Fear of the Unknown – Part II – The Lost Art of Play
What does play look like if you (like so many adults) have difficulty connecting to your sense of play? A few years ago I probably couldn’t have answered that question. I’d become so work-driven I lost my sense of play.
A coach I hired gave me an exercise. She said, “I want you to give me a list of 75 things that have got nothing to do with work and I want it by tomorrow.” I said, “All right. That’s not a problem.” I hung up the phone, got out a pen and paper and wrote down a grand total of two things down on my list. I was stunned. I was upset. I cried. It shocked me that I couldn’t access that part of me. I questioned myself: “Was I ever a good player, or was I just a complete nerd on the playground?”
I picked myself up and began calling other people I knew like my sister and my friends and asked, “What do you do when you’re not working?”
They said things like, “Oh, I go to the movies, I workout, I take a nap, I read a book, I go for a walk….” With that help, I managed to finish my list of 75 fun things to do that had nothing to do with work. In fact, by the end of the list, I was starting to really have fun with it. I was determined to get myself back – at any cost.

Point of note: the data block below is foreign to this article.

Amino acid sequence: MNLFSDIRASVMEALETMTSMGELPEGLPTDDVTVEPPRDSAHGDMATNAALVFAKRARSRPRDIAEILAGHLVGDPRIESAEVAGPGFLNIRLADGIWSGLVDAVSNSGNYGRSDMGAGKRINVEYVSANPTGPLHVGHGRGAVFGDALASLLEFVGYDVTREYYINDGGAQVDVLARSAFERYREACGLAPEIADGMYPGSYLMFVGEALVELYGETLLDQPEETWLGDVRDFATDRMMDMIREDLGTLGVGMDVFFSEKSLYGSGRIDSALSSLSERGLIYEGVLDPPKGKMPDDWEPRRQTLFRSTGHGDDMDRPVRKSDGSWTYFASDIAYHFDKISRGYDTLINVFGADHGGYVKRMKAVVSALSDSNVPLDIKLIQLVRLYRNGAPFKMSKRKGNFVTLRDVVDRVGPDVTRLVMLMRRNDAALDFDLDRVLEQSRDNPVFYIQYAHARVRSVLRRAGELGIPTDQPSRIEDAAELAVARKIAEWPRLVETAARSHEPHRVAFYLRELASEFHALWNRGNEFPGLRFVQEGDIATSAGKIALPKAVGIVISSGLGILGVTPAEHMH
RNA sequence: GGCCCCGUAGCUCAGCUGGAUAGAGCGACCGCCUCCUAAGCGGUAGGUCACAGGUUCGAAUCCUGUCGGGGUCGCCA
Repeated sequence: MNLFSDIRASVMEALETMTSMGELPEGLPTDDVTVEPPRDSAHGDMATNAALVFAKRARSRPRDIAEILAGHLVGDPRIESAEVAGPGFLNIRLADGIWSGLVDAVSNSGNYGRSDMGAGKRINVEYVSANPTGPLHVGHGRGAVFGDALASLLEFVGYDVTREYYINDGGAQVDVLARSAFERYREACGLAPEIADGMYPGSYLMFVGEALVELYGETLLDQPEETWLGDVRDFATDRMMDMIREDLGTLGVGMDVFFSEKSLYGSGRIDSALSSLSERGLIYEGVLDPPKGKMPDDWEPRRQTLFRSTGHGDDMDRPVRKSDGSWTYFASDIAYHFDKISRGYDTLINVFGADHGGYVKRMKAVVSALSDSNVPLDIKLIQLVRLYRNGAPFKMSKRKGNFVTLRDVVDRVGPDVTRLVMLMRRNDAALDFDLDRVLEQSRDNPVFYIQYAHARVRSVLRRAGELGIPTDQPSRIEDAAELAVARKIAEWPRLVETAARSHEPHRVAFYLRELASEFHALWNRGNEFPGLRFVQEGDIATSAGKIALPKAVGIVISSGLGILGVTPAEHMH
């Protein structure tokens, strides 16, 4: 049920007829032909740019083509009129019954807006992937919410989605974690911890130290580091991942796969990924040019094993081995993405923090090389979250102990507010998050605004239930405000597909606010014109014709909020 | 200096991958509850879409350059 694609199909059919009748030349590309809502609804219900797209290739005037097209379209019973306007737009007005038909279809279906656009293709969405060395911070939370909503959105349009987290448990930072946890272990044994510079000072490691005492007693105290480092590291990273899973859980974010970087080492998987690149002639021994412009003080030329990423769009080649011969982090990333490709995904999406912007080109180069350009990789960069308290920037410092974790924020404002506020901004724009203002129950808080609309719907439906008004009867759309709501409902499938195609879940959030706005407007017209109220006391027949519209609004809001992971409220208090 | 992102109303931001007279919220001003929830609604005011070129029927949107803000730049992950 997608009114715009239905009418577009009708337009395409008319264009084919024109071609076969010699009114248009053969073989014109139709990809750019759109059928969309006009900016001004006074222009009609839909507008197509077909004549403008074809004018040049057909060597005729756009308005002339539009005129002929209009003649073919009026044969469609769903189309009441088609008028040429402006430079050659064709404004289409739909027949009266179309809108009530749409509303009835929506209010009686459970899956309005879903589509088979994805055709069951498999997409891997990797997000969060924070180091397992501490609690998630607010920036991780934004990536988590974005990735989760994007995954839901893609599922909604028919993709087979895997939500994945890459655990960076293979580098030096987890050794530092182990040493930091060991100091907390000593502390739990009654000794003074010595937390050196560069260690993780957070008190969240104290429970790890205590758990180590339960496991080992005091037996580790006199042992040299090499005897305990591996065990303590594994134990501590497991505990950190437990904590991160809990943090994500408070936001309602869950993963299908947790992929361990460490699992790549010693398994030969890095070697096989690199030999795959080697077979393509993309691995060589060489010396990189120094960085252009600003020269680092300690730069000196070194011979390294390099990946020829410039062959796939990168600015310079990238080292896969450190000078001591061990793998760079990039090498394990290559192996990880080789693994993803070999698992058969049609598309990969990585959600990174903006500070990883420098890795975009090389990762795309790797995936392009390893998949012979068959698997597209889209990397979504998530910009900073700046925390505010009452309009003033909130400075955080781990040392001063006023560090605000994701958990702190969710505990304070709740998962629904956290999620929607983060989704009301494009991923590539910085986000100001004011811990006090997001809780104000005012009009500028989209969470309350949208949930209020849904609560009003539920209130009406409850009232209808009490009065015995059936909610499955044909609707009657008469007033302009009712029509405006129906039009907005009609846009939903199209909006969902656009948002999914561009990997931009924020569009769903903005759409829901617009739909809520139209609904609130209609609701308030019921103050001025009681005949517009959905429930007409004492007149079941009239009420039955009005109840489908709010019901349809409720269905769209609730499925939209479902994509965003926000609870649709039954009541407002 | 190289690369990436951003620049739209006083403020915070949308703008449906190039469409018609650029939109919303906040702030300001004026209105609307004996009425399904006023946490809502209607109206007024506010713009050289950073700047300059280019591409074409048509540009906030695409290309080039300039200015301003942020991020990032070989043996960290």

I proudly returned to my coach, assignment in hand and shared my list with her. She said, “This is a great list. Now I want you to do it. I want you to do every single thing on this list.” I have to do what?
At first, I was so out of practice that I had to refer to the list a lot. I actually had to allow myself to sit and read a novel and know that was okay. I had to remind myself that spending time with myself to rejuvenate was okay; I had lost that sense. And what I found most interesting was I had to let go of my ego to regain my sense of self – and play. This sense of self is now critically important to me – it’s important to my health, my happiness and my well being, and everything around me is flourishing because of that.
I was a pretty extreme work fanatic, so having a simple “non goal” related conversation with a friend was, for me, play. And hanging out just chatting was at first quite challenging. Being play-full has allowed my relationships in every arena to grow and flourish. Using my imagination has allowed me to discover innovative, progressive solutions for any circumstance. Who knew? ( Well, I guess Einstein did – but he was a genius right?)
Check out the post Fear of the Unknown-Part III for a further look at how to step into the unknown in a really